"Desde mi punto de vista –y esto puede ser algo profético y paradójico a la vez– Estados Unidos está mucho peor que América Latina. Porque Estados Unidos tiene una solución, pero en mi opinión, es una mala solución, tanto para ellos como para el mundo en general. En cambio, en América Latina no hay soluciones, sólo problemas; pero por más doloroso que sea, es mejor tener problemas que tener una mala solución para el futuro de la historia."

Ignácio Ellacuría

O que iremos fazer hoje, Cérebro?

segunda-feira, 23 de abril de 2012

India’s security expansion not targeted at China

India’s security expansion not targeted at China

Global Times | April 23, 2012 19:45
By Global Times

India’s security expansion not targeted at China

India has just successfully tested the 5,000-kilometer-range Agni-V missile, further strengthening its security.
In early April, the Indian Defence Minister A.K. Anthony commissioned the Russian origin 8,000-ton Akula II-class nuclear-powered attack submarine, the INS Chakra, in eastern port of Visakhapatnam. This was leased from Russia at a cost of about $1 billion and is meant to patrol the seas, and track and hunt enemy submarines in wartime and be used for surveillance in peacetime.
These two pieces of news, plus a Stockholm International Peace Research Institute report in March saying that India is now the world's largest arms importer, have made many, especially Chinese military analysts, worry that India is sending a strong deterrent signal to China.
Some observers are saying that the Agni-V missile can have Beijing within its reach and is designed to send a strong deterrent signal to China. But since both countries follow a No First Use nuclear doctrine, if China does not use nuclear weapons against India, then the Agni-V will not be used by India against China in a nuclear war. In the past four strategic dialogues at the foreign secretary level between India and China, India brought out proposals for "de-targeting." It does not want to target China with nuclear warheads.
Purely from a military perspective, India's commission of nuclear-powered attack submarine is not aimed at China either. The submarine will carry Klub-class cruise missiles and not nuclear missiles. Hence it is not meant to add strategic deterrence to the Indian Navy. As India, like China, follows No First Use, the counter-strike or second strike response needs to be robust and credible.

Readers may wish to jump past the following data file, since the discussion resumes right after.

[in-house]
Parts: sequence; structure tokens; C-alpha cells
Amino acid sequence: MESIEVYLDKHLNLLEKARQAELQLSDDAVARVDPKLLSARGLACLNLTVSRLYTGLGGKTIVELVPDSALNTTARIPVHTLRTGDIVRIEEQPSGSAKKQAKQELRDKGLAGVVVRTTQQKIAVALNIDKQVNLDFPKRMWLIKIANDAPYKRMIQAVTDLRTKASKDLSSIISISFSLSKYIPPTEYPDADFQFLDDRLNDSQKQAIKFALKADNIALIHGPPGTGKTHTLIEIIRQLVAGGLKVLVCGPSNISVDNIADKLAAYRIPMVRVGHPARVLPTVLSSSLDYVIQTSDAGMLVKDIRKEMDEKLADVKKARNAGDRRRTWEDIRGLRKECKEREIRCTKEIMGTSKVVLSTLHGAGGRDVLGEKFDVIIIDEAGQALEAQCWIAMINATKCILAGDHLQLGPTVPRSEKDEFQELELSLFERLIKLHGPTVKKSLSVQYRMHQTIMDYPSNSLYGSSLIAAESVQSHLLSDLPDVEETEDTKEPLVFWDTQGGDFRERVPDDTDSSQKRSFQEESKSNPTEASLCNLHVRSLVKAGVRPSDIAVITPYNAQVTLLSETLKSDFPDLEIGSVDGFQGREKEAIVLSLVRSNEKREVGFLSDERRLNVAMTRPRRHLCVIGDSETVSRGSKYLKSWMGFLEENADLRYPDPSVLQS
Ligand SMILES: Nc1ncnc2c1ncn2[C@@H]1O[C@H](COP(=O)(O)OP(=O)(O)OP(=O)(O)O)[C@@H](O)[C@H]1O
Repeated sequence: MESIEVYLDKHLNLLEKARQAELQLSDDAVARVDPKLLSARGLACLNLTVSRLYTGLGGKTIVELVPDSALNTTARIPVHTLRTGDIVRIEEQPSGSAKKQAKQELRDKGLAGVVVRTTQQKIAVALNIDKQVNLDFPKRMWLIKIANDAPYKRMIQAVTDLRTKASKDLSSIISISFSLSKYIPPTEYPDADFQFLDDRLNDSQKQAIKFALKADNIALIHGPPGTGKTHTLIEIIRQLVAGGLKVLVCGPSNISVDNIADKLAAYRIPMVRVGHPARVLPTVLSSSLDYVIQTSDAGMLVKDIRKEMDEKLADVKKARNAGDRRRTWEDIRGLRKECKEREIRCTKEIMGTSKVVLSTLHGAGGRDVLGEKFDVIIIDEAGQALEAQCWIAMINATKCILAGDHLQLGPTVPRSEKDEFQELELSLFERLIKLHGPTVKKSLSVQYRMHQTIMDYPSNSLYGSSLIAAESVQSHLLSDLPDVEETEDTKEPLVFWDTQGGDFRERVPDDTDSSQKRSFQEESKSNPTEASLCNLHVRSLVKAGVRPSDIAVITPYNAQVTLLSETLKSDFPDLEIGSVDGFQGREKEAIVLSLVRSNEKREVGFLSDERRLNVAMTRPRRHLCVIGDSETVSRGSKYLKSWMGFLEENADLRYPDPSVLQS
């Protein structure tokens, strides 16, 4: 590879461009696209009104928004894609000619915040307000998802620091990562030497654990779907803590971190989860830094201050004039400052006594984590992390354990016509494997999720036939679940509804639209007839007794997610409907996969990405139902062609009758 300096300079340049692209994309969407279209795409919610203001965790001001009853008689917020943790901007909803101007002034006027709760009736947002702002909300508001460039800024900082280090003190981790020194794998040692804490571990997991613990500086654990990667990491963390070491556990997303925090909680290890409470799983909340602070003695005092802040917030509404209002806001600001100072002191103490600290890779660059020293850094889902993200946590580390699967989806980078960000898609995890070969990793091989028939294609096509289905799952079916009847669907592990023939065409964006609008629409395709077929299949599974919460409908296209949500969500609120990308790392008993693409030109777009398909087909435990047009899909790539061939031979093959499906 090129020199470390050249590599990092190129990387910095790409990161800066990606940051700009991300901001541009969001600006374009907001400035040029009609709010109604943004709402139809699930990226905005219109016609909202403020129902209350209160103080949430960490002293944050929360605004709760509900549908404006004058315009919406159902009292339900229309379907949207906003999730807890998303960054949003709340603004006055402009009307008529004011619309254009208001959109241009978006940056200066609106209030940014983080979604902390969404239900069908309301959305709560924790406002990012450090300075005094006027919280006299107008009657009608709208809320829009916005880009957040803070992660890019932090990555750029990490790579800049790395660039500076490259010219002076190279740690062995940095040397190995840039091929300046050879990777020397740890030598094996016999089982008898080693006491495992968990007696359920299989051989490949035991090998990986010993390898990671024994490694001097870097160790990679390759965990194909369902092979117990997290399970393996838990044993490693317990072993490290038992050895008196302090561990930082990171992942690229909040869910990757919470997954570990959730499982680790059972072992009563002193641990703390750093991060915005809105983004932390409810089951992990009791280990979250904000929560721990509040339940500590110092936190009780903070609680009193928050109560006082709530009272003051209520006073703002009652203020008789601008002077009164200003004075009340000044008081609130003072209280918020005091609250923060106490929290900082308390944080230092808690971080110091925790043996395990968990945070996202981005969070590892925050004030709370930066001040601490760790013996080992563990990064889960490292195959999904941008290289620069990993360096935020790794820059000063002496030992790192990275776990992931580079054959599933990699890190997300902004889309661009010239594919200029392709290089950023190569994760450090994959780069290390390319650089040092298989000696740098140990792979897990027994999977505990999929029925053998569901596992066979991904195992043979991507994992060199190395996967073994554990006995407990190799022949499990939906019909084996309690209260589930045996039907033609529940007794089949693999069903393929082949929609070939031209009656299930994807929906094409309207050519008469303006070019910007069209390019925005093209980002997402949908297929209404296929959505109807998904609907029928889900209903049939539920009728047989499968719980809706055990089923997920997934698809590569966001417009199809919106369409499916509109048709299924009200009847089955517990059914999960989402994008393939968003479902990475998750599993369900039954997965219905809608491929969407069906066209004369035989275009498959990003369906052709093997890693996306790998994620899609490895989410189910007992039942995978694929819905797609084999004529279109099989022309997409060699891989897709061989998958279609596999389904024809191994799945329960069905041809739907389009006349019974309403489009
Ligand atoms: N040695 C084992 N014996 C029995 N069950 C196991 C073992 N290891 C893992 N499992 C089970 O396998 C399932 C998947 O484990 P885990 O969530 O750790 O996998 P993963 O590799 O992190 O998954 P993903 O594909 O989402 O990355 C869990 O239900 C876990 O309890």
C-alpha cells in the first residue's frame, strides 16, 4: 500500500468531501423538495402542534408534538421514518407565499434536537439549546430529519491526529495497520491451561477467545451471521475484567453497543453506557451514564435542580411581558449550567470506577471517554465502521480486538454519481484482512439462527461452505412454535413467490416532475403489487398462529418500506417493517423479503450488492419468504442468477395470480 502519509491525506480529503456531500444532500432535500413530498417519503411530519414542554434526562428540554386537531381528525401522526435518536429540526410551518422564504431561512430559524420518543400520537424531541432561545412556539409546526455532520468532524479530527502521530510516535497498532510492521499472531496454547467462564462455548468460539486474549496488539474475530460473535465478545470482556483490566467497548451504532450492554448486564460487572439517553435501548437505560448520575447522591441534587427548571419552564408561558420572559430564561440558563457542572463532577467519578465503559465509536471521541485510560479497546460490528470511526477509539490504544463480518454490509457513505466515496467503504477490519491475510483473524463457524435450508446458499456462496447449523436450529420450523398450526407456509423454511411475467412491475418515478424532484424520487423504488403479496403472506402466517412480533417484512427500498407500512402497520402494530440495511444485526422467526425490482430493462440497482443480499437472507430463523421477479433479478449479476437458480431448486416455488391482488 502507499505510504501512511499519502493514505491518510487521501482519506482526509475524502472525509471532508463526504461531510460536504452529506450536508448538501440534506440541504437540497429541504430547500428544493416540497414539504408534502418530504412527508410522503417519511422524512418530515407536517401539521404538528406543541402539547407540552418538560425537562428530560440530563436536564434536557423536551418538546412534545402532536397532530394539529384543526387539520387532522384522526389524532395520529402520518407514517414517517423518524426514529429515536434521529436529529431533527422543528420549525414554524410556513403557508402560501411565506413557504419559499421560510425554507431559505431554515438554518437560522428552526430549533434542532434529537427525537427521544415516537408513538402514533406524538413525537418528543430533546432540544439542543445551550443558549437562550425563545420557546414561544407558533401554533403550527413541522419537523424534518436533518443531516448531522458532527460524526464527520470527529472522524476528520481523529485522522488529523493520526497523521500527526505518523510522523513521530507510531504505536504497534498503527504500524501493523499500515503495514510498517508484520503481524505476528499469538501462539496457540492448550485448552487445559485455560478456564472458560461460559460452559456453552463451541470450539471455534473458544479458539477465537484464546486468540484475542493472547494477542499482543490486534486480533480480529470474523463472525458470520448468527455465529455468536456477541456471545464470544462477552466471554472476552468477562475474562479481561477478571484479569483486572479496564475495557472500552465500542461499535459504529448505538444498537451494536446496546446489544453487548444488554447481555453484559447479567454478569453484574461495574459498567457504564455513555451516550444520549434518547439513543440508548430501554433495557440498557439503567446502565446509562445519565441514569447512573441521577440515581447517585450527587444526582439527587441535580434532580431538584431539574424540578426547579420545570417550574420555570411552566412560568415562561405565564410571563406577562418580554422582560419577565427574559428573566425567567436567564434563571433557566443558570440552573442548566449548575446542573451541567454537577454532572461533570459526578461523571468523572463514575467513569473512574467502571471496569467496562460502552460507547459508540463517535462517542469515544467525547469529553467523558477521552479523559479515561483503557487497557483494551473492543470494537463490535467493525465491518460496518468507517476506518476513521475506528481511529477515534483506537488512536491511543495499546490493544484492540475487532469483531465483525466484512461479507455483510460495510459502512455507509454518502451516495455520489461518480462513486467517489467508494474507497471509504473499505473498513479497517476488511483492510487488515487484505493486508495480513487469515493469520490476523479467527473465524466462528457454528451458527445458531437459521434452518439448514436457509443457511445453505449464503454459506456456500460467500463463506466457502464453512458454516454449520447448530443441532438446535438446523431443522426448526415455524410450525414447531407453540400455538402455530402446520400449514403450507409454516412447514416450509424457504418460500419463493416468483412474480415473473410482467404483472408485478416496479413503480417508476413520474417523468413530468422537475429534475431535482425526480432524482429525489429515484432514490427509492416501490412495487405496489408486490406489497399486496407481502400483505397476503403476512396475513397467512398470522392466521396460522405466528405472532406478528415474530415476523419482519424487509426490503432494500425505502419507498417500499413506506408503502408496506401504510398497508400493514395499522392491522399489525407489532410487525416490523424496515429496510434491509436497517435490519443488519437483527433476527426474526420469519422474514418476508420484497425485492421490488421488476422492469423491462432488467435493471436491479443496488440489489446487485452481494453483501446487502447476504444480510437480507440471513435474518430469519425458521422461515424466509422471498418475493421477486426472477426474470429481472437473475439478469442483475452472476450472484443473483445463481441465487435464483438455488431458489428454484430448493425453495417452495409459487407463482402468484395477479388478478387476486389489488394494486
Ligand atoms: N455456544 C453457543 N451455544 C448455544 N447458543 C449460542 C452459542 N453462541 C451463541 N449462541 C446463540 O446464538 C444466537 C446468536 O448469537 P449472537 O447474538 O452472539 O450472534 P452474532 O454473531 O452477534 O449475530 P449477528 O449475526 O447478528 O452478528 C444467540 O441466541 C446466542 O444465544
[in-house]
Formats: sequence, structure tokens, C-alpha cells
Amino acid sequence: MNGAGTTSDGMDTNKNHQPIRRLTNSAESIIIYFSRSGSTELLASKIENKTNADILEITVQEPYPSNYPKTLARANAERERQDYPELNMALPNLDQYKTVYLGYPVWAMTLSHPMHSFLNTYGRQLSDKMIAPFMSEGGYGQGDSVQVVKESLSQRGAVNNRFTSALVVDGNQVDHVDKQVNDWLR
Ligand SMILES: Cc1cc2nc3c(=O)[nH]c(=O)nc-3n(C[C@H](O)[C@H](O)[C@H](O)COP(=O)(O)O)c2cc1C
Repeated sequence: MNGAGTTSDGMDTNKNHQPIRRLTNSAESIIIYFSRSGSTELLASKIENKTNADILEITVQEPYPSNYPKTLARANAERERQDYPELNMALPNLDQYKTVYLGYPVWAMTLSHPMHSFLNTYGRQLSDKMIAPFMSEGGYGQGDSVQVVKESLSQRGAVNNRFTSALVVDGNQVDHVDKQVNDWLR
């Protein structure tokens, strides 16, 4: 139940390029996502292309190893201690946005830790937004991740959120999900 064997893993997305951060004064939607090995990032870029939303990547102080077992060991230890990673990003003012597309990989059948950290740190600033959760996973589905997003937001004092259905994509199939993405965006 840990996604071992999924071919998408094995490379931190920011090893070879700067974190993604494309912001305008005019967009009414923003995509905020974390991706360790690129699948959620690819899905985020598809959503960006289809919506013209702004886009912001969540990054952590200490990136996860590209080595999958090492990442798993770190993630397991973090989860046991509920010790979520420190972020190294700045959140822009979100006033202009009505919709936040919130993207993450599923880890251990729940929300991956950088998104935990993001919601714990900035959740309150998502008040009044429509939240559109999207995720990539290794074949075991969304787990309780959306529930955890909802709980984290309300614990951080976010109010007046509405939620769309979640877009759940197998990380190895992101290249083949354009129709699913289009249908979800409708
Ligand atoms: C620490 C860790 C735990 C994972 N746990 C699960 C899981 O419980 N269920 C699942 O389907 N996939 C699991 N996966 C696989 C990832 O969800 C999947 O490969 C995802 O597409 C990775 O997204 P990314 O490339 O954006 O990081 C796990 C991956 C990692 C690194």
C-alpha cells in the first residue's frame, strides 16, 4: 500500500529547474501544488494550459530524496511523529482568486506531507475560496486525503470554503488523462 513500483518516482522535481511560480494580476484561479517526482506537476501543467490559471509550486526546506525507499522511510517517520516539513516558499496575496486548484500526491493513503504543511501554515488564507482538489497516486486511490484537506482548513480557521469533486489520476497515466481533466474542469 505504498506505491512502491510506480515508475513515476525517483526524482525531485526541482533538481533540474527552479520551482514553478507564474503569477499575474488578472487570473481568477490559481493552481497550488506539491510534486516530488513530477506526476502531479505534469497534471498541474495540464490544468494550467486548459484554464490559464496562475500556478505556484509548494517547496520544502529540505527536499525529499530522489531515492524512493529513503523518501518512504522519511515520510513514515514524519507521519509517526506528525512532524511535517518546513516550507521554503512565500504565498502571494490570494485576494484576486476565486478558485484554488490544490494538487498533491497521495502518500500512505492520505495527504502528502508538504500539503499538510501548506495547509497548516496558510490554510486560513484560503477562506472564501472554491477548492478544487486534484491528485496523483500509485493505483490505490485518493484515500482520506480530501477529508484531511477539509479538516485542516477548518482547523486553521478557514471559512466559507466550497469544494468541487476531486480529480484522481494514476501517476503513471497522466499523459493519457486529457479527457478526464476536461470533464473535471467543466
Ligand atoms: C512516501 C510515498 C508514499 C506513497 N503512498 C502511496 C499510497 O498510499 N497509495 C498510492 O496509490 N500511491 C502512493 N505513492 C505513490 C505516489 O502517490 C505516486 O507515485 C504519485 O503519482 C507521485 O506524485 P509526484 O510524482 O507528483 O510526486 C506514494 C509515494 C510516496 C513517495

Let's then look at India's arms purchasing, which is gaining lots of attention. With sales to India now accounting for 10 percent of all arms purchases during the past five years, there are views that India's "military modernization" comes through buying and renting weapons from other countries, and is aimed at resisting China's rise.
It is true that India is recently able to purchase a lot of conventional weapons from several countries. While China is the target of an arms embargo by the US and Europe, they have no problems selling to India.
However, due to corruption scandals or delays in procurement, India was unable to close many arms deals in the 1980s or 1990s, and several were delayed. That's why the recent purchases by India appear to be overwhelming.
India also spends less on indigenous research and development compared to China. To enhance its indigenous capabilities, India has recently been insisting on either local joint design or license manufacturing agreements with prospective arms sellers. India has also cancelled several arms purchases from the US or other countries.
Western media has been hyping of the military confrontation between China and India. This mentality has much clout. The Western media does not see Indian military modernization as part of occupying and expanding territories, while in the case of China, its military modernization is seen as expanding its territorial claims. The recent controversy about the South China Sea islands is a case in point.
In the foreseeable future, Sino-Indian relations will not be severely troubled. While there are differences between India and China on a number of issues, both are also engaged in mutually beneficial cooperation and participation in multilateral forums.
There will not be a conventional or nuclear war between the two countries. As both are nuclear powers, it is difficult to imagine a war between the two, and both are very clear that escalation from one level to the other can be very difficult to predict. India and China have lots of common interests. The two should understand the mainstream in their ties, and should not be over-influenced by either Western instigation or excessive speculations.
This article was compiled by Global Times reporter Wang Wenwen based on an interview with Srikanth Kondapalli, a professor from School of International Studies at Jawaharlal Nehru University.wangwenwen@globaltimes.com.cn


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